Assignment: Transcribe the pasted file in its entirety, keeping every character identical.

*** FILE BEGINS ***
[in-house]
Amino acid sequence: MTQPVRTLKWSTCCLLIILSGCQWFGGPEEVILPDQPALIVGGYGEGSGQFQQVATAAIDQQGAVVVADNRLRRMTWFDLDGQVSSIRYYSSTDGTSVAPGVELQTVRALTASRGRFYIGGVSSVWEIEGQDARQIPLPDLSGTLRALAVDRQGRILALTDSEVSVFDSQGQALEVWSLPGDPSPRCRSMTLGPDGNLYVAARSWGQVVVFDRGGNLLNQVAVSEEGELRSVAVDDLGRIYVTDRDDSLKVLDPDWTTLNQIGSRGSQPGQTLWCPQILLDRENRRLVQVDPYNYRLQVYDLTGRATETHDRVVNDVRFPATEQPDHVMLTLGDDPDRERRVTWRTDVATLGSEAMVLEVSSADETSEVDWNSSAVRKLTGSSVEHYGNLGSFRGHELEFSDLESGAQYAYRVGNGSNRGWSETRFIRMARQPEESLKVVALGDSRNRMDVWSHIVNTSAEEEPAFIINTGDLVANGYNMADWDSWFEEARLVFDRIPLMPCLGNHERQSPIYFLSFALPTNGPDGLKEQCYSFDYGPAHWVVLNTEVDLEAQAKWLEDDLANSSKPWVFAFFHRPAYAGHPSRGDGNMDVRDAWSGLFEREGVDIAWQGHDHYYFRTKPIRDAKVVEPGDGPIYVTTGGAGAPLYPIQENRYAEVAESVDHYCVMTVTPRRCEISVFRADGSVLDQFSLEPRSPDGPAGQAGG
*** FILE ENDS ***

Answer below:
[in-house]
Amino acid sequence: MTQPVRTLKWSTCCLLIILSGCQWFGGPEEVILPDQPALIVGGYGEGSGQFQQVATAAIDQQGAVVVADNRLRRMTWFDLDGQVSSIRYYSSTDGTSVAPGVELQTVRALTASRGRFYIGGVSSVWEIEGQDARQIPLPDLSGTLRALAVDRQGRILALTDSEVSVFDSQGQALEVWSLPGDPSPRCRSMTLGPDGNLYVAARSWGQVVVFDRGGNLLNQVAVSEEGELRSVAVDDLGRIYVTDRDDSLKVLDPDWTTLNQIGSRGSQPGQTLWCPQILLDRENRRLVQVDPYNYRLQVYDLTGRATETHDRVVNDVRFPATEQPDHVMLTLGDDPDRERRVTWRTDVATLGSEAMVLEVSSADETSEVDWNSSAVRKLTGSSVEHYGNLGSFRGHELEFSDLESGAQYAYRVGNGSNRGWSETRFIRMARQPEESLKVVALGDSRNRMDVWSHIVNTSAEEEPAFIINTGDLVANGYNMADWDSWFEEARLVFDRIPLMPCLGNHERQSPIYFLSFALPTNGPDGLKEQCYSFDYGPAHWVVLNTEVDLEAQAKWLEDDLANSSKPWVFAFFHRPAYAGHPSRGDGNMDVRDAWSGLFEREGVDIAWQGHDHYYFRTKPIRDAKVVEPGDGPIYVTTGGAGAPLYPIQENRYAEVAESVDHYCVMTVTPRRCEISVFRADGSVLDQFSLEPRSPDGPAGQAGG